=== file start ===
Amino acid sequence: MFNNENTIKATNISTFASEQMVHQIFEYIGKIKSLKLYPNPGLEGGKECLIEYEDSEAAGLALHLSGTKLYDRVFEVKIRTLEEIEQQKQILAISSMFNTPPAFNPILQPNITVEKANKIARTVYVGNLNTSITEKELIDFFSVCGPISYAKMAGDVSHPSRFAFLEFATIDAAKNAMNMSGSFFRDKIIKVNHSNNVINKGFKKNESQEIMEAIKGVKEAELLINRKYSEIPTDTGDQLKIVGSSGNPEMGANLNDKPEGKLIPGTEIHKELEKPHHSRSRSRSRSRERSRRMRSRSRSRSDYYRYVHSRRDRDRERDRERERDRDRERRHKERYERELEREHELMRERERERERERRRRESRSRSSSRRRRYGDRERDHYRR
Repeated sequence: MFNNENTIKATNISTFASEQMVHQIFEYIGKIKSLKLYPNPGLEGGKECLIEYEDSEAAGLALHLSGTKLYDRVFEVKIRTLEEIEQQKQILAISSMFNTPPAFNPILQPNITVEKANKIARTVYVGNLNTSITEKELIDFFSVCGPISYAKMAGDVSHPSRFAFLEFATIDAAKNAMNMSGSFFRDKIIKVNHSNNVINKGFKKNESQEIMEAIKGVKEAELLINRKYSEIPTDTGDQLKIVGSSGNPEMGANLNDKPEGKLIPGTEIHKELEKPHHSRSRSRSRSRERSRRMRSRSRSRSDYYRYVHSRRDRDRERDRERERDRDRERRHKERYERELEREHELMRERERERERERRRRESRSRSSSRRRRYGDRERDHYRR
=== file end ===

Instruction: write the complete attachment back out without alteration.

Amino acid sequence: MFNNENTIKATNISTFASEQMVHQIFEYIGKIKSLKLYPNPGLEGGKECLIEYEDSEAAGLALHLSGTKLYDRVFEVKIRTLEEIEQQKQILAISSMFNTPPAFNPILQPNITVEKANKIARTVYVGNLNTSITEKELIDFFSVCGPISYAKMAGDVSHPSRFAFLEFATIDAAKNAMNMSGSFFRDKIIKVNHSNNVINKGFKKNESQEIMEAIKGVKEAELLINRKYSEIPTDTGDQLKIVGSSGNPEMGANLNDKPEGKLIPGTEIHKELEKPHHSRSRSRSRSRERSRRMRSRSRSRSDYYRYVHSRRDRDRERDRERERDRDRERRHKERYERELEREHELMRERERERERERRRRESRSRSSSRRRRYGDRERDHYRR
Repeated sequence: MFNNENTIKATNISTFASEQMVHQIFEYIGKIKSLKLYPNPGLEGGKECLIEYEDSEAAGLALHLSGTKLYDRVFEVKIRTLEEIEQQKQILAISSMFNTPPAFNPILQPNITVEKANKIARTVYVGNLNTSITEKELIDFFSVCGPISYAKMAGDVSHPSRFAFLEFATIDAAKNAMNMSGSFFRDKIIKVNHSNNVINKGFKKNESQEIMEAIKGVKEAELLINRKYSEIPTDTGDQLKIVGSSGNPEMGANLNDKPEGKLIPGTEIHKELEKPHHSRSRSRSRSRERSRRMRSRSRSRSDYYRYVHSRRDRDRERDRERERDRDRERRHKERYERELEREHELMRERERERERERRRRESRSRSSSRRRRYGDRERDHYRR